I’m sitting at Barnes and Noble at The Summit shopping center in Birmingham while my daughter is watching Wonder Woman with a friend at the movie theater here. I thought about going home and coming back later to pick her up when the movie is over, but I chose alone time with my computer and a cup of mediocre decaf instead. The traffic on Highway 280 is especially bad this time of day. And time by myself is always a good option.

There are three (maybe) college students—a young woman and two young men—at the table across from me talking about a recent game of Truth or Dare they participated in where there were several kisses between several individuals. She’s drinking a chocolate-y frappuccino, pausing occasionally to scoop up bites of whipped cream the way my daughter does. She has gold Ray Bans on top of her head full of straight golden hair. She’s bubbly and talkative and seems to be enjoying her spot in the middle of the two guys. When she walks across the cafe to grab a couple of napkins, the two guys lean into each other and whisper. Surely it’s about her. One of them might have a crush on her. Maybe they both have a crush on her. When she returns to their table, they part like the Red Sea and clear a space for her to sit back down between them.

The writer in me wants to keep paying attention to the trio. Maybe their conversation will provide great material for a novel. Or an essay. (Probably an essay.) Maybe I’ll be entertained or educated or inspired. Maybe I’ll hear some juicy bits of gossip about people half my age I’ve never met and will never meet. Oh, the possibilities.

Instead of continuing to focus on them, I turn my mind away, put my earbuds in my ears and begin listening to classical music. I decide to drown out the laughter and conversation from their table and pass on whatever I might have gleaned had I kept eavesdropping.

I’ve been trying to drown out a lot of extraneous chatter lately. My goal isn’t to avoid those around me. My goal is to be present to myself—to my body’s signals and to the thoughts that scamper through my mind. One thing my health coach Isabel talks about a lot is how operating under a diet mentality isn’t compatible with living in the present moment because when we’re dieting we are trying to control the future—we’re trying to manipulate our bodies into a certain future size. The problem is, we really have no control over the future. We are only guaranteed this moment. And this one. So grasping for something that may or may not happen in the future steals us away from the present.

This language made sense to me immediately. I first learned about the idea of attentive presence as a young mom. I wanted to see and know my children instead of letting them exist as accessories to my life. I wanted to have conversations with them and respect them as unique individuals made in the image of God. I wanted to encourage their curiosity, help them explore the world, and watch their God-given gifts develop as they became more of who He created them to be. And I couldn’t do any of this without seeing them or knowing them. I experienced the fruit of intentional presence to my children (and to others and to God) and continue to experience that fruit today when I put my phone or book down and pay attention to those around me. But Isabel has helped me see I haven’t been very good at being present to myself. I’ve become adept at floating through each day without connecting to myself. It’s like an unfortunate magic trick I wish I could ruin. I want a precocious, perceptive child from the audience to run up to my table of card tricks and expose the reality of the situation to the rest of the onlookers. I’m not a magician. I’m just really good at hiding certain things.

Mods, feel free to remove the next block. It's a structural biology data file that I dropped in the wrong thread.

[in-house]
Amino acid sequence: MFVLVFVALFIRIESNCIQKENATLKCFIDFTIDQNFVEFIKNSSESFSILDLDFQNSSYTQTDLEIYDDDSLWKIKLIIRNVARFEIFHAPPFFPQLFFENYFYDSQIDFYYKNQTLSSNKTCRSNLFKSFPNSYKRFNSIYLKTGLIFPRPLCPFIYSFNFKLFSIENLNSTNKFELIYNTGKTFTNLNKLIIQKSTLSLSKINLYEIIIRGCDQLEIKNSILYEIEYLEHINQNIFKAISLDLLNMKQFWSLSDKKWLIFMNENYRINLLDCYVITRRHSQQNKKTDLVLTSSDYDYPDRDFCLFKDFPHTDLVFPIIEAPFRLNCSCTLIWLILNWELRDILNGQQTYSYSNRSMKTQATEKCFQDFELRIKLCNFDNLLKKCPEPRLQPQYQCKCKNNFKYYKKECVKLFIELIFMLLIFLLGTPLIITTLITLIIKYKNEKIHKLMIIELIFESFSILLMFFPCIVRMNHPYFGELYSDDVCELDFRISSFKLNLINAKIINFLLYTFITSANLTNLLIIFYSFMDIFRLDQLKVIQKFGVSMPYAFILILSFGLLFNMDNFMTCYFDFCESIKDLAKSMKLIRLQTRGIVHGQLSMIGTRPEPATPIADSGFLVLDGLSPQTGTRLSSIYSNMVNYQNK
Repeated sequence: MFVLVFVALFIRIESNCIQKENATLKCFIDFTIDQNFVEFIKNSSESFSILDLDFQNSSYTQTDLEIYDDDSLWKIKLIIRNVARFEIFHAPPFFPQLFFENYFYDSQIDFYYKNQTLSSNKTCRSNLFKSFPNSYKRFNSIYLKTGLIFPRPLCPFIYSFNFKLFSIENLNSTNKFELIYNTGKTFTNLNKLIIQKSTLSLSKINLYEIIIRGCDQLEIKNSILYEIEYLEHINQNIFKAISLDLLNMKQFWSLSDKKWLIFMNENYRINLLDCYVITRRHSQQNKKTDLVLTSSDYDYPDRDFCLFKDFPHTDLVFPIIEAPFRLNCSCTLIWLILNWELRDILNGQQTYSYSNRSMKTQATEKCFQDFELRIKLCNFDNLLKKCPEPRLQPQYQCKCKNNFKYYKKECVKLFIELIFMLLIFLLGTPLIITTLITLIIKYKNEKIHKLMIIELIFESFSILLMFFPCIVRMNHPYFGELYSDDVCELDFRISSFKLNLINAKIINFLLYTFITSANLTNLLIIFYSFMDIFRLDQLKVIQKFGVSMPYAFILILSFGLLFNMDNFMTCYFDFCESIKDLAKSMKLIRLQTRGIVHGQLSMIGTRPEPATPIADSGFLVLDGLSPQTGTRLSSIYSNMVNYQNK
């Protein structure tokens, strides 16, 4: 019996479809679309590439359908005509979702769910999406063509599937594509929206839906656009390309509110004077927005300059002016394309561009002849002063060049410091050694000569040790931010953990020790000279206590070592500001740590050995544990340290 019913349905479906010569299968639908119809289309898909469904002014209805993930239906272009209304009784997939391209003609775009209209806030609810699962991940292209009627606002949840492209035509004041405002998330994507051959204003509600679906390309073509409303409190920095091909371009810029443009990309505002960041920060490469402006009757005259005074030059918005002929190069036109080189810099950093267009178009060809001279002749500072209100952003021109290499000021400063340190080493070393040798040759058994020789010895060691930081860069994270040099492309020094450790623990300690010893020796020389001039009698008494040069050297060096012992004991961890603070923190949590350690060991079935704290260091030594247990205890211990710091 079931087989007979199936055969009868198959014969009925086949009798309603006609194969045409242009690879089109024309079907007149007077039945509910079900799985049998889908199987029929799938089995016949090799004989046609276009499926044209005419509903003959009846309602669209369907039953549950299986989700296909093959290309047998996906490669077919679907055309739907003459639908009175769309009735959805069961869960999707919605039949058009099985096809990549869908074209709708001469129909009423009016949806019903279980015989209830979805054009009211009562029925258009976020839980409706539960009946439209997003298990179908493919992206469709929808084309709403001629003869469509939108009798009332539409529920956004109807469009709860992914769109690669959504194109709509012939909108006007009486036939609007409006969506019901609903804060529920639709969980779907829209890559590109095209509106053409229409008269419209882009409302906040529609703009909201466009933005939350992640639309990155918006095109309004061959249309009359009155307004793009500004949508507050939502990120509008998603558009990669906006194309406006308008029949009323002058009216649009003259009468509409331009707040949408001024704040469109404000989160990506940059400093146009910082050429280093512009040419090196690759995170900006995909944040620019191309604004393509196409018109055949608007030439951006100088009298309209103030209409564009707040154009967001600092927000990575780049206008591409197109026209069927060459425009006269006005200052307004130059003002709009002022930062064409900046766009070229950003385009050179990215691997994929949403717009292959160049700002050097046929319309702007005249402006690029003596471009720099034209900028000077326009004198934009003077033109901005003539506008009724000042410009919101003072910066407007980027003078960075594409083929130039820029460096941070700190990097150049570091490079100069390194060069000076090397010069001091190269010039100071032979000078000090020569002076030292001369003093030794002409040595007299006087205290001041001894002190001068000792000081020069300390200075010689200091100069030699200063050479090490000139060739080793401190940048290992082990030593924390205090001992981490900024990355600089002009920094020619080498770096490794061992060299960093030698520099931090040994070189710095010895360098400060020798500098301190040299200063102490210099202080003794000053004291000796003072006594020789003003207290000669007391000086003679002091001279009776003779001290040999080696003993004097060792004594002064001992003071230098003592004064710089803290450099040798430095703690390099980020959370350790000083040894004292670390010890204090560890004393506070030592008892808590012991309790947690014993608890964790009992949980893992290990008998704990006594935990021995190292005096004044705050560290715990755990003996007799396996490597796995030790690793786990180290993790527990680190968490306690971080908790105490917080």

So, as I try to slow down and pay more attention to the messages sent by my body, my mind, and my soul, I realize being in the moment with myself requires being in the moment with grace, too.  I don’t think I can bear it any other way. I keep looking for where the Gospel intersects with issues related to food and body image, and I might have discovered a portion of the answer. Grace meets me in the present moment when I’m tired of trying to figure out how and why I got to where I am. Grace meets me in the present moment when I’m hungry, but for some reason am unable to determine what I’m craving or what food I need or want. Grace meets me in the present moment when I text my best friend about an unfortunate interaction with a clueless healthcare provider and she texts back with words that assure me she sees me and knows me. Maybe this is part of what Jesus meant when He said we shouldn’t worry about tomorrow and should instead seek His kingdom and His righteousness. His kingdom is one of grace poured out to His children because of Jesus’ righteousness. It’s one where I’m seen and known by my Heavenly Father who offers me Himself, moment by moment, regardless of whether I’m paying attention or not.

I’m posting about this new journey toward freedom and health every three or four weeks here at Mockingbird. I hope you join me and read along as I process what it might look like to live in light of the gospel in areas connected to food and my body. These are issues many people struggle with and I pray Jesus shows us Himself, His way, and His truth. (I’m also starting a weekly newsletter devoted to this new endeavor. You can sign up for it here.)

You can read Part One here.